Weight loss surgery is most common in North East England

Figures acquired by the BBC indicate that the North East of England sees NHS weight loss surgery occur twice as frequently as any other location in the UK.
In 2014-15, for the North East, 497 out of every one million people underwent a weight loss operation, well ahead of the next-highest area, London, which saw 228 operations. The East Midlands saw the fewest number of weight loss operations, with just 30 for every one million inhabitants.
The figures revealed that bariatric surgery – which can involve gastric bands or bypasses, and deals with treating and preventing obesity – is less common than it was three years ago, with NHS England claiming this is because of there being a more targeted approach to the growing obesity problem.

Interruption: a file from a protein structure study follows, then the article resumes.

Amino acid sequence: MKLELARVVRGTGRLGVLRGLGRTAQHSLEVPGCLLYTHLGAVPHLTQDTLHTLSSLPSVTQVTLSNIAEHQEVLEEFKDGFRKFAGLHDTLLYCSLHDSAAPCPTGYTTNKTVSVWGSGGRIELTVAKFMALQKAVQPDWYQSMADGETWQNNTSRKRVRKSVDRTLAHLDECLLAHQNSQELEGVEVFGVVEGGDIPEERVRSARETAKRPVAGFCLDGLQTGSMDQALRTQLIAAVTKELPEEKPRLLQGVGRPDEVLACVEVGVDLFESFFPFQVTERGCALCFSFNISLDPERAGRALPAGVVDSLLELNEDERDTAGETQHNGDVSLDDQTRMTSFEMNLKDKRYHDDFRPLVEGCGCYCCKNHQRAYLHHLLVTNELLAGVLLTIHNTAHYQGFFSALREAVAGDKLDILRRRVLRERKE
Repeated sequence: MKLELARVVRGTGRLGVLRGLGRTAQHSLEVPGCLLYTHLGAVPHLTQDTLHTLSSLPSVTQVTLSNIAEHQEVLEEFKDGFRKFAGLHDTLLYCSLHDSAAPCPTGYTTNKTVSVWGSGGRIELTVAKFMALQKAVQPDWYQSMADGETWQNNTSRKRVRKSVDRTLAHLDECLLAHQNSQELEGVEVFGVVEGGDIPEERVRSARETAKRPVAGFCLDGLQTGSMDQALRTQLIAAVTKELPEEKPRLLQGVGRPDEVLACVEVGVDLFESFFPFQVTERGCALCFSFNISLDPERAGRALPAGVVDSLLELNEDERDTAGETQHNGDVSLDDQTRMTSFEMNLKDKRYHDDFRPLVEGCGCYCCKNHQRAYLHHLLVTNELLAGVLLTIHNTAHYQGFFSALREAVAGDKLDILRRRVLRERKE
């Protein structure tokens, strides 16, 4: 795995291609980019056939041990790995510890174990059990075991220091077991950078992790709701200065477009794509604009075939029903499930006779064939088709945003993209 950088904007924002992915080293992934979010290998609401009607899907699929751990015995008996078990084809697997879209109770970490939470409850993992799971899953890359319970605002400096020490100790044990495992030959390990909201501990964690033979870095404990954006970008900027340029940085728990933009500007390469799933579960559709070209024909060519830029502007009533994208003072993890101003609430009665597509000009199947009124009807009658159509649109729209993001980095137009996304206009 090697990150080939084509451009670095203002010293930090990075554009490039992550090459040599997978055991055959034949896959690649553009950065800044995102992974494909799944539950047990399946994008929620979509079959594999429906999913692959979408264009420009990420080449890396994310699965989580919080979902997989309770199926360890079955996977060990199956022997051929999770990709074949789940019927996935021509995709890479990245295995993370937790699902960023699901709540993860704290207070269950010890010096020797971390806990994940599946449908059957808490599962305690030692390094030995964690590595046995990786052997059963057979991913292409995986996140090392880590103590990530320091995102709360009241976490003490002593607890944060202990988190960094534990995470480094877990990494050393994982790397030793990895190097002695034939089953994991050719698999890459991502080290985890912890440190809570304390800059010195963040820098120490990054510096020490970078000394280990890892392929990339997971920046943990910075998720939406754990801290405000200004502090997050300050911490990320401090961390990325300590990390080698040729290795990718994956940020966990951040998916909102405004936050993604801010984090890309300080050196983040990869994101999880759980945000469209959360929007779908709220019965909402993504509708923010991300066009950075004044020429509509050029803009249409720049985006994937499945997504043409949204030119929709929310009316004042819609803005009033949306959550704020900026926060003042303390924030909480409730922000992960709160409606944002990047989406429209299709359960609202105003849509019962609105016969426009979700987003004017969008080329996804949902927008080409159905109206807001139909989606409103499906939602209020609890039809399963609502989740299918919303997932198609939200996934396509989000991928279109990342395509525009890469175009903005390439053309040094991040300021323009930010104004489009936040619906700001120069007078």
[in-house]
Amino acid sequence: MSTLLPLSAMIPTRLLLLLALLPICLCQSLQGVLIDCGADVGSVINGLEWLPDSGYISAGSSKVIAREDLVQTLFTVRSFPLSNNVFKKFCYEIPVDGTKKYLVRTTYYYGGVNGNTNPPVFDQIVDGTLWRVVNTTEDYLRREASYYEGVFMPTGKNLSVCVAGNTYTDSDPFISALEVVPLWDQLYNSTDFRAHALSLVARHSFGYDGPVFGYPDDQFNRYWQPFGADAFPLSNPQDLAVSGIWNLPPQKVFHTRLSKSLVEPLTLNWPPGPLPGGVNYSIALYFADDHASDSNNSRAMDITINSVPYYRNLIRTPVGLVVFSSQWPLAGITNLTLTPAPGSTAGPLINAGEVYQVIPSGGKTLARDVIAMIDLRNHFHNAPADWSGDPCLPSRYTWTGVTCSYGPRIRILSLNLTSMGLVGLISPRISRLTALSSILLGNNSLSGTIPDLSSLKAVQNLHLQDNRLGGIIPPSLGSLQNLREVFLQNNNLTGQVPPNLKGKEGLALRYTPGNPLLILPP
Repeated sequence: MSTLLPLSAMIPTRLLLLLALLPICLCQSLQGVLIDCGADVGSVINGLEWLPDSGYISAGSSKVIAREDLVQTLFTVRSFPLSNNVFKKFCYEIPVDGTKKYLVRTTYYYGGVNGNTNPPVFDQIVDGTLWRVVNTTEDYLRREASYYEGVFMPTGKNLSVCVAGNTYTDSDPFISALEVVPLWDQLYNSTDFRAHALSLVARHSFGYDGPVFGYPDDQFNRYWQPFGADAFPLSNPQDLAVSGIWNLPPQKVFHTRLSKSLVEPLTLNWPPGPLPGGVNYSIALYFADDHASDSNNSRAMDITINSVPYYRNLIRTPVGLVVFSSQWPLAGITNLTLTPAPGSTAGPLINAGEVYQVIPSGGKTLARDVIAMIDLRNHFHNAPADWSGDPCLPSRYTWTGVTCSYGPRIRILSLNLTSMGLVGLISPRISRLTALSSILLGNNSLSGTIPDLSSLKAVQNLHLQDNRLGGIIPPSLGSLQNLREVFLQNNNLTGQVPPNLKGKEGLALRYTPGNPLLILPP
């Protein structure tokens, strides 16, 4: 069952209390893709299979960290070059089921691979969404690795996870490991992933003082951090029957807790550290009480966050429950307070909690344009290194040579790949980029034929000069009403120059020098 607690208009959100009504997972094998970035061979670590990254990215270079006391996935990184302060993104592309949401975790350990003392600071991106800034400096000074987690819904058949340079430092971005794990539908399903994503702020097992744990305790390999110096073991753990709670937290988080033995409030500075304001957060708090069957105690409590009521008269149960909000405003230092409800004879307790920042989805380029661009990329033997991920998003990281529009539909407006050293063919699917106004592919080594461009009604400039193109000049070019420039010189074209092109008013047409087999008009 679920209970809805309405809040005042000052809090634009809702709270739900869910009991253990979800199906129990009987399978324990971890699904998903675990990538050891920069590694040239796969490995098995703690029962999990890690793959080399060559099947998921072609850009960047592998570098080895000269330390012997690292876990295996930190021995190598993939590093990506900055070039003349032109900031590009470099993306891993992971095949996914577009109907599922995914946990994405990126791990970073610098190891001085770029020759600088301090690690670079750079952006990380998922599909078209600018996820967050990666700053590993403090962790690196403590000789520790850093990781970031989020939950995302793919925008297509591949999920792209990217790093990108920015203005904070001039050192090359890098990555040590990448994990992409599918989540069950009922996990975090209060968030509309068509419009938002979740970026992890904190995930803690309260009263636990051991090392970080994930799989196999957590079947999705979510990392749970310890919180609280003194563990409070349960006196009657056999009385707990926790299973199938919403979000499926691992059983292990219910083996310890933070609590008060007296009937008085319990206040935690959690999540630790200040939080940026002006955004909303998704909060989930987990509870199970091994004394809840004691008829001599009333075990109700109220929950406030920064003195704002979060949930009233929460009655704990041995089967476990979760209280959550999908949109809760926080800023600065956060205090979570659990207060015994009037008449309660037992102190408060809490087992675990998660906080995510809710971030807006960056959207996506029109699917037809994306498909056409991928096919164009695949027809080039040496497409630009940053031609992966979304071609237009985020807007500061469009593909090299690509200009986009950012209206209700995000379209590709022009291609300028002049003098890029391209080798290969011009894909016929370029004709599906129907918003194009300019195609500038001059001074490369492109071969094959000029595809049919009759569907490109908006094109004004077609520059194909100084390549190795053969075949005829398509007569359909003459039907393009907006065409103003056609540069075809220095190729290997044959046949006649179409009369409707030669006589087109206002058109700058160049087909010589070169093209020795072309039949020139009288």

A decline in manual labour in the North East was highlighted as a factor for the high figures. Tam Fry, a spokesperson for the National Obesity Forum, said: “The North East has long had a problem with weight, some of which is down to the loss of heavy industry. Manual jobs in steel and mining have been lost, which means people either doing desk work or not exercising to replace the physical work they did.”
“Nationally, there is a disinclination to spend money on what doctors see as a social problem, even though there are benefits financially in cutting the number of people with type 2 diabetes. We would all like bariatric surgery to be paid for by a national fund.”
It has led to calls for weight loss operations to receive greater funding, with campaigners saying it actually saves the NHS money to perform surgery.
“The money we save the NHS for diabetes and blood pressure is amazing,” said Martin Wadley, a bariatric surgeon for the NHS. “Studies show that this type of surgery can pay for itself in two to three years.”

Related Articles